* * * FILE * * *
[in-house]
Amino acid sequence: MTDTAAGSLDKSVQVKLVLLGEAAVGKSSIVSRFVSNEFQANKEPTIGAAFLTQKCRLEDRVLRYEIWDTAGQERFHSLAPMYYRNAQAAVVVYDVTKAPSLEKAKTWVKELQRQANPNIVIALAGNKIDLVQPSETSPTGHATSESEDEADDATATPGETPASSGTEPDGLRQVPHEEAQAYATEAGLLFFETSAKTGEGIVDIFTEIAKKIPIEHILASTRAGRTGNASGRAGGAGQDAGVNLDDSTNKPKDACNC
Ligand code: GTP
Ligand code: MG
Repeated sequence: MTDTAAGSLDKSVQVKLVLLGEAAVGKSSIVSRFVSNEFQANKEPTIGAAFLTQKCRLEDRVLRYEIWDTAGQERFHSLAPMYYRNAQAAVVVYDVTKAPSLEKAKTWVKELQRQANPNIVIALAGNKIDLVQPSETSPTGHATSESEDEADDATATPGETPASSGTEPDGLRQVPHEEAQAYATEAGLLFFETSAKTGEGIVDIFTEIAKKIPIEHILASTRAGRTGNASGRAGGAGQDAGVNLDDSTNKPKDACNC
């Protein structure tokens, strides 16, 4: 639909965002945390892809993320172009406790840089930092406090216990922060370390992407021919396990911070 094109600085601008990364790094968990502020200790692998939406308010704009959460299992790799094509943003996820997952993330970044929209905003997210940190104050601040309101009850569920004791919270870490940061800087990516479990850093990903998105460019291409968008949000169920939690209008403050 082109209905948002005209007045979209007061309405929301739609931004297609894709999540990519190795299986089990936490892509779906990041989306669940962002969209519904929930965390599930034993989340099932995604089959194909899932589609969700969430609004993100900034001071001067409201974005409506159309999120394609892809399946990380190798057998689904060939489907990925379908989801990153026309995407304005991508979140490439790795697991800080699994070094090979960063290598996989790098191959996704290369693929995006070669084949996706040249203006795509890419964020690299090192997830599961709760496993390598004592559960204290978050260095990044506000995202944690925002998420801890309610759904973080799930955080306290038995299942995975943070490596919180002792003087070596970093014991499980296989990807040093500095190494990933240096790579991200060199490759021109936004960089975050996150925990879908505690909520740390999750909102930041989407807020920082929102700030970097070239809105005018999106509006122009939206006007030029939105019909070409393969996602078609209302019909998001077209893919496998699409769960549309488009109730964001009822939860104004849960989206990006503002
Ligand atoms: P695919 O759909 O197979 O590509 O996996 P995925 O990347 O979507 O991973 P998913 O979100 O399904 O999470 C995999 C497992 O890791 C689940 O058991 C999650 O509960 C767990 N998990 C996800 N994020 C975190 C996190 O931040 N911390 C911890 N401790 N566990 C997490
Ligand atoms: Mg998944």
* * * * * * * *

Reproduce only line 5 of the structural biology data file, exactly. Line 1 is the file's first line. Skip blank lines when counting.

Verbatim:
Repeated sequence: MTDTAAGSLDKSVQVKLVLLGEAAVGKSSIVSRFVSNEFQANKEPTIGAAFLTQKCRLEDRVLRYEIWDTAGQERFHSLAPMYYRNAQAAVVVYDVTKAPSLEKAKTWVKELQRQANPNIVIALAGNKIDLVQPSETSPTGHATSESEDEADDATATPGETPASSGTEPDGLRQVPHEEAQAYATEAGLLFFETSAKTGEGIVDIFTEIAKKIPIEHILASTRAGRTGNASGRAGGAGQDAGVNLDDSTNKPKDACNC